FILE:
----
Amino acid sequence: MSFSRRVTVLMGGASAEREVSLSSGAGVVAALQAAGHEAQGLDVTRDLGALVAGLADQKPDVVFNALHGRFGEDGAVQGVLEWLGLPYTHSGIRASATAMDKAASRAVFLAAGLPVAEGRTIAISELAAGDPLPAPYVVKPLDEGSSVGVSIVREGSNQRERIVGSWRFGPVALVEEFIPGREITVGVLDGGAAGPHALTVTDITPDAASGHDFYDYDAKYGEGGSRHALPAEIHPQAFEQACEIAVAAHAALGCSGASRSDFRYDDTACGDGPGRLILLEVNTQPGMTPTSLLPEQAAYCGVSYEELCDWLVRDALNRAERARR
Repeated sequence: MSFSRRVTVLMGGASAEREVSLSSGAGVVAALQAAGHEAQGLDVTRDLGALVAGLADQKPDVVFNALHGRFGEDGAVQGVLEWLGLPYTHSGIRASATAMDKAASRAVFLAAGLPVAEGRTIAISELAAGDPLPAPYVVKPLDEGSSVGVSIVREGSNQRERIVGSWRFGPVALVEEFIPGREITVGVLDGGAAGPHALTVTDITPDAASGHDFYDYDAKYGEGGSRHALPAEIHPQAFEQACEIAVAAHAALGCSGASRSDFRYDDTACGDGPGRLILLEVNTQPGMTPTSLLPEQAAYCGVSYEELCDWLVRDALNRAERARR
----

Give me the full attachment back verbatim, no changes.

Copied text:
Amino acid sequence: MSFSRRVTVLMGGASAEREVSLSSGAGVVAALQAAGHEAQGLDVTRDLGALVAGLADQKPDVVFNALHGRFGEDGAVQGVLEWLGLPYTHSGIRASATAMDKAASRAVFLAAGLPVAEGRTIAISELAAGDPLPAPYVVKPLDEGSSVGVSIVREGSNQRERIVGSWRFGPVALVEEFIPGREITVGVLDGGAAGPHALTVTDITPDAASGHDFYDYDAKYGEGGSRHALPAEIHPQAFEQACEIAVAAHAALGCSGASRSDFRYDDTACGDGPGRLILLEVNTQPGMTPTSLLPEQAAYCGVSYEELCDWLVRDALNRAERARR
Repeated sequence: MSFSRRVTVLMGGASAEREVSLSSGAGVVAALQAAGHEAQGLDVTRDLGALVAGLADQKPDVVFNALHGRFGEDGAVQGVLEWLGLPYTHSGIRASATAMDKAASRAVFLAAGLPVAEGRTIAISELAAGDPLPAPYVVKPLDEGSSVGVSIVREGSNQRERIVGSWRFGPVALVEEFIPGREITVGVLDGGAAGPHALTVTDITPDAASGHDFYDYDAKYGEGGSRHALPAEIHPQAFEQACEIAVAAHAALGCSGASRSDFRYDDTACGDGPGRLILLEVNTQPGMTPTSLLPEQAAYCGVSYEELCDWLVRDALNRAERARR